Nonetheless, taking measures to reduce the size of your company’s carbon footprint is both the right thing to do, but can also translate into money in your pocket. Using spoiled copies for scrap paper shrinks your company’s expenditures for paper and reduces deforestation. Holding virtual meetings via Skype and video conferencing is much less expensive than driving across town or flying across the country – never mind the cost of hotel rooms. Plus you’re contributing that much less in carbon emissions from car or airplane exhaust.
Federal and State Tax Benefits
If you must drive for business-related purposes, perhaps your next vehicle should be a plug-in electric model. While the so-called “Cash for Clunkers” initiative and tax credits for hybrid vehicles have expired, the Internal Revenue Service still provides tax incentives for several all-electric vehicles through the Emergency Economic Stabilization Act of 2008 (EESA) and the American Recovery and Reinvestment Act of 2009 (ARRA). The ARRA, which applies primarily to two-wheeled and three-wheeled vehicles, is likely less practical than EESA, which provides credits for four-wheeled passenger vehicles. EESA credits range from a minimum of $2,500 to a maximum of $15,000, depending on vehicle weight and battery capacity. You will not only save money on gas, but you’ll recover a good chunk of the money you spent up front to purchase the vehicle.
If you own or lease a commercial building and install energy-efficient lighting, heating, cooling, ventilation, hot water system or building envelope materials, you may be entitled to a tax deduction under the Energy Policy Act of 2005. The allowable deduction is as much as $1.80 per square foot for buildings that achieve at least 50 percent reduction in power and energy cots. Deductions are limited to 60 cents per square foot for buildings that achieve energy and power savings between 16 ½ percent and 50 percent. The savings must be certified by software and measurement equipment recognized by the Department of Energy before the IRS will allow the tax deduction.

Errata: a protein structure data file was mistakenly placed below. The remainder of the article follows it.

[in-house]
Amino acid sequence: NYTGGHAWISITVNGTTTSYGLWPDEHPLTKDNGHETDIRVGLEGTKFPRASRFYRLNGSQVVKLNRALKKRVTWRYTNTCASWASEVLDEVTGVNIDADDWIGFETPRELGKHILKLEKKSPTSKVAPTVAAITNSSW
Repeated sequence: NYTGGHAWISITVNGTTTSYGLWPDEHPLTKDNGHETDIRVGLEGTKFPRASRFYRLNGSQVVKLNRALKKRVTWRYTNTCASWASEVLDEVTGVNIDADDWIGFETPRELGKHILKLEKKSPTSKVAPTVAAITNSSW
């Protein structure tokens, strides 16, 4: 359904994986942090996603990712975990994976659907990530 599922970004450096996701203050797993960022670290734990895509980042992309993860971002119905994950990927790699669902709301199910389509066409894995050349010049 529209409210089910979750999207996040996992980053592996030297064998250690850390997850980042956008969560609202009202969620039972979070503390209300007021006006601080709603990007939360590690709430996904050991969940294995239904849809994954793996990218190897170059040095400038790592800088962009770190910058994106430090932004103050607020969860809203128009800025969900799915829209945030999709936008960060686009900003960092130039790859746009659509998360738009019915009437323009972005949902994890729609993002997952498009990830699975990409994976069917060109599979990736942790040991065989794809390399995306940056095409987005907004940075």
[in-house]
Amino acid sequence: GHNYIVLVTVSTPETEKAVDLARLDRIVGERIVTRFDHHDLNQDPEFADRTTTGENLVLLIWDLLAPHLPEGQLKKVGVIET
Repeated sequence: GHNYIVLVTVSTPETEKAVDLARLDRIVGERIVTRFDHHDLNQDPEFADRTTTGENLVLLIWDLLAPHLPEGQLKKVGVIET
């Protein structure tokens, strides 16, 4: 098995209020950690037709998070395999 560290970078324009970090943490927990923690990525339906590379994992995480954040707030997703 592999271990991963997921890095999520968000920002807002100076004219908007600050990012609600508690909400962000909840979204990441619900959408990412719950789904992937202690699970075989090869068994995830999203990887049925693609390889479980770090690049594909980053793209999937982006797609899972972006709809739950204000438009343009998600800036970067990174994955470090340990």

Your business may also be eligible for state tax credits and other local incentives for going green. Check out the Database of State Incentives for Renewals and Efficiency (DSIRE) website for programs and resources available in your location. It’s worth your while to bookmark the site, as programs change fairly regularly
But Beware of Greenwashing
It is totally OK to promote and document any genuine green strategies that you pursue for your business on your company website and on social media. That’s one way of informing customers and the general public that you take sustainability seriously. Demonstrating transparency concerning your business also generates an enhanced level of trust between your company and the public.
But don’t cut corners with “greenwashing.” Putting on a green front, or marketing green initiatives that don’t actually aid in efforts toward environmental consciousness, is a quick way to get shunned. And there are many organizations out to expose any and all businesses that use greenwashing tactics to lure consumers. If that happens, the credibility of your business will be diminished, if not destroyed, perhaps forever.
Going green is daunting, especially now that years of initiatives and incentives have passed. But you can make small moves, green moves, to help the environment thrive and your small business grow.